8. 8. Risks in Objectives : Discourses on ‘who should benefit’? Different discourses which different implications for design of BSMs  But there are trade-offs: Effectiveness/efficiency vs. equity discourses  Effectiveness/efficiency = goal of emission reductions; Equity = who has the right to benefit – rationale I: benefits should go to actors with legal rights related to carbon emission reductions ("legal rights" rationale) – rationale II: benefits should go to those who reduce emissions ("emission reductions" rationale) – rationale III: benefits should go to forest stewards ("stewardship" rationale) – rationale IV: actors incurring costs should be compensated ("cost-compensation" rationale) – rationale V: benefits should go to effective facilitators of implementation ("facilitation" rationale) – rationale VI: benefits should go to the poor ("pro-poor" rationale)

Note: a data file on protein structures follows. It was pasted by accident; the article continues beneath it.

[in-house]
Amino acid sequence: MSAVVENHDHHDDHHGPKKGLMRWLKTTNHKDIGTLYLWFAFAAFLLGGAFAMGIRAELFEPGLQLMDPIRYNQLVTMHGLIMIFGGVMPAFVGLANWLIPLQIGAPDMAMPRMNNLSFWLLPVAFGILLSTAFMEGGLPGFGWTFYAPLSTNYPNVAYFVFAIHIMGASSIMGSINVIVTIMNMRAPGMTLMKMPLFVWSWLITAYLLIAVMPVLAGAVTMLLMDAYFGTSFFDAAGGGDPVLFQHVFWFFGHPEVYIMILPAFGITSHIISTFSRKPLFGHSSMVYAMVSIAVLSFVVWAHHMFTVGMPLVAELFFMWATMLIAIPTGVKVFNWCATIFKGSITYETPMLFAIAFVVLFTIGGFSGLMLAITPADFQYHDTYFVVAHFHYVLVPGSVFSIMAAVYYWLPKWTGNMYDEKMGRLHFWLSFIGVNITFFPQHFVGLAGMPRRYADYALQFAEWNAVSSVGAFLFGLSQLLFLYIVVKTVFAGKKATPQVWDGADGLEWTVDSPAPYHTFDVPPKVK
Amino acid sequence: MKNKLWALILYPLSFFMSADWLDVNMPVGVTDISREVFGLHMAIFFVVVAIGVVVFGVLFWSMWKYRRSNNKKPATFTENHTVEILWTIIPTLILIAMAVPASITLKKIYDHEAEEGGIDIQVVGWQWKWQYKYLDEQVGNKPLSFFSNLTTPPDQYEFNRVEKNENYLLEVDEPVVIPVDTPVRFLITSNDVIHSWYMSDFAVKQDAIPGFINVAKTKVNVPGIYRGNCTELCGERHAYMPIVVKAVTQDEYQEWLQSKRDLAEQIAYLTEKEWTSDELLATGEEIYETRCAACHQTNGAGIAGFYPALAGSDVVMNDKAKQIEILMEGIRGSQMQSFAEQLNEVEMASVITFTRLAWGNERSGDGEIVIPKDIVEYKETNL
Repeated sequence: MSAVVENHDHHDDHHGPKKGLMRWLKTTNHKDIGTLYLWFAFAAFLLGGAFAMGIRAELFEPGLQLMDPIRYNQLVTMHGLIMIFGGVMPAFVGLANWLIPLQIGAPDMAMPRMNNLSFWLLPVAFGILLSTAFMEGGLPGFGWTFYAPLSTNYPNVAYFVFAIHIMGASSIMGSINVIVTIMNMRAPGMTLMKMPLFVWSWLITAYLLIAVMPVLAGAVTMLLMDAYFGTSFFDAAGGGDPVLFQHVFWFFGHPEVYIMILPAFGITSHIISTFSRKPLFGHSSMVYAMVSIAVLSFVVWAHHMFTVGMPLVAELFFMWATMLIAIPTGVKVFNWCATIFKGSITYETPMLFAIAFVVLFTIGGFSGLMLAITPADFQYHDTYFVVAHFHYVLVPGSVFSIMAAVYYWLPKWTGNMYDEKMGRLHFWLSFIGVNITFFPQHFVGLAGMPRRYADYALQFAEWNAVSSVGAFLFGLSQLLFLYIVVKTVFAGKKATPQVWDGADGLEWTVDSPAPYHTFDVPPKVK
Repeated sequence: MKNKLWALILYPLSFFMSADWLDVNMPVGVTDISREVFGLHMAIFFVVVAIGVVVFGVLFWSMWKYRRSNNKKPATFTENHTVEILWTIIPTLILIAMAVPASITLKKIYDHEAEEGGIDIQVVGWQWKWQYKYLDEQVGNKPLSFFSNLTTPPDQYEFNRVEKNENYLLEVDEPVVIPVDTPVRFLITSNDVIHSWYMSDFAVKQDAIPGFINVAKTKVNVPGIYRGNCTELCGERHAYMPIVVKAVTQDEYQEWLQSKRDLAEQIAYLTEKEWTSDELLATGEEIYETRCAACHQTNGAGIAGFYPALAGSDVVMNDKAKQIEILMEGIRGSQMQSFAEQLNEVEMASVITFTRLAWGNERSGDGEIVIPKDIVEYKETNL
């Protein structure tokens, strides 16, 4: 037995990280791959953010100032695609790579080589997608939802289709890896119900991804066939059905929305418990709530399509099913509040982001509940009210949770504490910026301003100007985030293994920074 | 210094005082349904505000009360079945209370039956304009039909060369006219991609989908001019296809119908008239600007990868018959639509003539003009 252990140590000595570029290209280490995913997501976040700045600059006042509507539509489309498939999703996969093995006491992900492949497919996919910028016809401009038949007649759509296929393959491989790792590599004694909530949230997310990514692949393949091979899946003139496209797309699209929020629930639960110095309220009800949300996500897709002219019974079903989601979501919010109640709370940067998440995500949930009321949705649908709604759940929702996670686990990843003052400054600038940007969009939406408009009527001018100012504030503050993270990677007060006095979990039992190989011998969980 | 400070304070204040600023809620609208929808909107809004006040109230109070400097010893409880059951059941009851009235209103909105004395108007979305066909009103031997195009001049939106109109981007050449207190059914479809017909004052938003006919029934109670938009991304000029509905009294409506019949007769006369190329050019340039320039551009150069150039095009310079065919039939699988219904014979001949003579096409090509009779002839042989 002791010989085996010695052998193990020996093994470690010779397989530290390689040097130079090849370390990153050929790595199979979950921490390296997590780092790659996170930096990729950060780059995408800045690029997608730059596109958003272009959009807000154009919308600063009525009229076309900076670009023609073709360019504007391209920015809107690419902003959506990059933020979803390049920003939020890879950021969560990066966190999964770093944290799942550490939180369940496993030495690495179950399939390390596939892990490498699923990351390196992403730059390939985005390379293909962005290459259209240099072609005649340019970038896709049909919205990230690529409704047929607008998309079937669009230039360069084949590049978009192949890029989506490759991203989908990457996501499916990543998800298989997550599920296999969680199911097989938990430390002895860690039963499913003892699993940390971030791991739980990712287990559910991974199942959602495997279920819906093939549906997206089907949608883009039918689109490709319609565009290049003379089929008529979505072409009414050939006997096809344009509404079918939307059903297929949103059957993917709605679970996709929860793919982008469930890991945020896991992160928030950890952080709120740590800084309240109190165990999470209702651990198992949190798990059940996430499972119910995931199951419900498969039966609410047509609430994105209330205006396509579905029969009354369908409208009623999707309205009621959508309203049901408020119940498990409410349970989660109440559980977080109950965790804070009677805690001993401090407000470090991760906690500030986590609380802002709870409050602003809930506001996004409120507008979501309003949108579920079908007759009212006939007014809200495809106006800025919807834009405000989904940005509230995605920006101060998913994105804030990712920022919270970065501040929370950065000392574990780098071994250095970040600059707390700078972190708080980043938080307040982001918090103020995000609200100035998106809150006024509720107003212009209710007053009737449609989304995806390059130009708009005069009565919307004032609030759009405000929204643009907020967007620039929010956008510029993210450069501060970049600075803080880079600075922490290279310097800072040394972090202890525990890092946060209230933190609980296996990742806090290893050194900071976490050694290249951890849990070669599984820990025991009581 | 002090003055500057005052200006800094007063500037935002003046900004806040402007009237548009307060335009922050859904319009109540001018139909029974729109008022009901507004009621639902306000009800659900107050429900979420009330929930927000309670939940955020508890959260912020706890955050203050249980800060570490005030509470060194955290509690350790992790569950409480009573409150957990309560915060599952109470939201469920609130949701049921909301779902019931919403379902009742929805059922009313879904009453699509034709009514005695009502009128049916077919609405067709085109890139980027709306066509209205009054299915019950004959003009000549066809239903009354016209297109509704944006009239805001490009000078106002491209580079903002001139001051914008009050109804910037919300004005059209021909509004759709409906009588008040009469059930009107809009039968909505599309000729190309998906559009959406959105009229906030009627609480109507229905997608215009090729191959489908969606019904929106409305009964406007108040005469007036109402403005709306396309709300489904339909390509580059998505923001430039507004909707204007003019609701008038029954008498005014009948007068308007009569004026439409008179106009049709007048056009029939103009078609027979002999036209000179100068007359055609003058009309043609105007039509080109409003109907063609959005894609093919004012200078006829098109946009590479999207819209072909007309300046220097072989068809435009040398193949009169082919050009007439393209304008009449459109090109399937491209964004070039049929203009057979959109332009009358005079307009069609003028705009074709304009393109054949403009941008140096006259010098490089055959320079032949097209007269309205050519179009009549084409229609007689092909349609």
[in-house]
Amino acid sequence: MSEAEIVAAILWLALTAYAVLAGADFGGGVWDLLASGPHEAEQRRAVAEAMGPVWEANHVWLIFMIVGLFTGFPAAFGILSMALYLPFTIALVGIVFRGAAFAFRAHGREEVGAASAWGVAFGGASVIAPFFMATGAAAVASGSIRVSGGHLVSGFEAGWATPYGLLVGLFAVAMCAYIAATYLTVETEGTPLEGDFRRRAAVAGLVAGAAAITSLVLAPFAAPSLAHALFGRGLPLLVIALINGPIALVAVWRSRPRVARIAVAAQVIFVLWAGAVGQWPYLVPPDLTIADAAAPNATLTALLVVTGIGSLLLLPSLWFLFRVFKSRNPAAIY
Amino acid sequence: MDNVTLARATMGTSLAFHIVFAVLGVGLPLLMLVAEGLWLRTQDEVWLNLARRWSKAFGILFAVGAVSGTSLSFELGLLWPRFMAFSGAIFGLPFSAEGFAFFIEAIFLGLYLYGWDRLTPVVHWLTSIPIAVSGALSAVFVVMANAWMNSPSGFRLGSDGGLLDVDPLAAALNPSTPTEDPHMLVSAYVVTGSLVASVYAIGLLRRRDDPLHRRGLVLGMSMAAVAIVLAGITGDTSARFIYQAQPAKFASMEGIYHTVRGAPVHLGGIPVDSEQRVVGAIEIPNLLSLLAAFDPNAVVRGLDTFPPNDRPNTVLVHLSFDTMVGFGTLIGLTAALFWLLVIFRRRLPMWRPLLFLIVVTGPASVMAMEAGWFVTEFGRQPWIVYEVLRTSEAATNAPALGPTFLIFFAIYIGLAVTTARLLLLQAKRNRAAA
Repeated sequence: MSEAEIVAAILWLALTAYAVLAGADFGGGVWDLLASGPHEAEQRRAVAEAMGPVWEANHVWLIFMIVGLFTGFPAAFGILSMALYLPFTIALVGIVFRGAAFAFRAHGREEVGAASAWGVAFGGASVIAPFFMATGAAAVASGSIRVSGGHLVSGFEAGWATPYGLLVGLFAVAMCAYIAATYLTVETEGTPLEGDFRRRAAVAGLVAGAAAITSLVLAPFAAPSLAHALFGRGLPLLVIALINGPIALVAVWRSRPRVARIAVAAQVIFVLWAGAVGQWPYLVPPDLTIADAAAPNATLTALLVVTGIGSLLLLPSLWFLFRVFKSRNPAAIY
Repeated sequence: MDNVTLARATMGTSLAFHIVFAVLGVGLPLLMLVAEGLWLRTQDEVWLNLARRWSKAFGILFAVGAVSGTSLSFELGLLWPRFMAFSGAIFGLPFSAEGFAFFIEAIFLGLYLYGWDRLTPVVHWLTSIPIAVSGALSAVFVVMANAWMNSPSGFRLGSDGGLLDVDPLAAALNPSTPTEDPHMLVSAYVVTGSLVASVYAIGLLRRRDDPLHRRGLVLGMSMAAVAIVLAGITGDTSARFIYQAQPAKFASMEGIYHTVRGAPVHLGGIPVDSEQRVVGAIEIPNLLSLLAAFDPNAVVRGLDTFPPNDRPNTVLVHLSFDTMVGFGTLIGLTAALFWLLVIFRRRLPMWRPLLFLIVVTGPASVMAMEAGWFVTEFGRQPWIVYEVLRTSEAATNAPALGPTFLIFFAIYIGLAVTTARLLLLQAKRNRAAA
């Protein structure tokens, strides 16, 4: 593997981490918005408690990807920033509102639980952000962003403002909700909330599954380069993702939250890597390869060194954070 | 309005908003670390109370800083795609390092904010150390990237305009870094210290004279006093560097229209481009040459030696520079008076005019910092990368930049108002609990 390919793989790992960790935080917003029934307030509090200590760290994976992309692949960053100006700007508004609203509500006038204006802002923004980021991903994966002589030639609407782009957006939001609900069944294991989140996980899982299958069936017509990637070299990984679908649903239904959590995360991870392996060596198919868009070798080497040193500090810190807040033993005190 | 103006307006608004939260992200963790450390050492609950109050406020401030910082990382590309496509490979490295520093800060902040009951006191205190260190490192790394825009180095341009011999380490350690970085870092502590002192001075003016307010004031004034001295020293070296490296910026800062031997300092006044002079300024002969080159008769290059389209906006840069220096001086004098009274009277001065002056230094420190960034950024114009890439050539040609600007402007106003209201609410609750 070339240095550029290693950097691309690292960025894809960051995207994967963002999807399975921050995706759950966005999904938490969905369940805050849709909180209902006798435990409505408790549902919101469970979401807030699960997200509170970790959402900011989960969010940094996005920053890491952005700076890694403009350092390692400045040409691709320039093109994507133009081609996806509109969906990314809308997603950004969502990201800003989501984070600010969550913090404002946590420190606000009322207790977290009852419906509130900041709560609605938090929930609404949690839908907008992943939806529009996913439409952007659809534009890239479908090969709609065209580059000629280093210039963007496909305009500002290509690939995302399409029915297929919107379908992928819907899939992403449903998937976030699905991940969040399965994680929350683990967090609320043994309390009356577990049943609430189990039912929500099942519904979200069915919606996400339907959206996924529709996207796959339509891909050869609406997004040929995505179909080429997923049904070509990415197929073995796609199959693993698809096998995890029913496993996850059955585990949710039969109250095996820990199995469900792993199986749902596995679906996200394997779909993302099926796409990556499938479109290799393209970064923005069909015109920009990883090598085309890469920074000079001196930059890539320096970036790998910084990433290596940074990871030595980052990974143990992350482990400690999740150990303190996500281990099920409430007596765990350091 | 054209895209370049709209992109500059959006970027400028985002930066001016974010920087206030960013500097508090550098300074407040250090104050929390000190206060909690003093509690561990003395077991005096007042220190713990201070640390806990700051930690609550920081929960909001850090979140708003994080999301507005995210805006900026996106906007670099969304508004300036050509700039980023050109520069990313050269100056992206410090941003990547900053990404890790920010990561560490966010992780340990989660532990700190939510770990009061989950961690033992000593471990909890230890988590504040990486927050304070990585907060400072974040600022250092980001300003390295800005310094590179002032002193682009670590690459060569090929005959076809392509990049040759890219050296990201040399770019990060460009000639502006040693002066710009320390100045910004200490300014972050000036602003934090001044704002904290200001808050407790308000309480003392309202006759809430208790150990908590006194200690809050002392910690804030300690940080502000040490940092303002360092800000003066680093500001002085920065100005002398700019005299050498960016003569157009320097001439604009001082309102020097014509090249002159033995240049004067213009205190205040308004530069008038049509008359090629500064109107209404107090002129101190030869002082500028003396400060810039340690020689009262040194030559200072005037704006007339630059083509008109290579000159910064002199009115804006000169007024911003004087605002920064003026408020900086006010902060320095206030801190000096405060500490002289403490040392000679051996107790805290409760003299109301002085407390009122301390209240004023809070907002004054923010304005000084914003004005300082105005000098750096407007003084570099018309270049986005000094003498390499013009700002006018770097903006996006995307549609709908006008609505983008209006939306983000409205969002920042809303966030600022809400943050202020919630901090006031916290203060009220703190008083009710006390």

9. 9. Implications for SIS (governance, rights, social benefits)  Information needed: Legitimacy  Clarify objectives of national REDD+ implementation before designing BSMs  Clarity on objectives help to define who ‘should‘ benefit  Lack of clarity over what is the ‘competent agency’ with these decision making powers  Legitimacy of the decision needs the decision to be made by those with: • Legal mandate to make them • Adherence to due process & to procedural rights  Requires a legitimate decision-making process and institution  Opportunities Social safeguards would bring in a legal ground for the support of some of those rationales, such as the pro-poor rationale: Safeguards protecting rights of IPs and Environmental safeguards could support the stewardship rationale.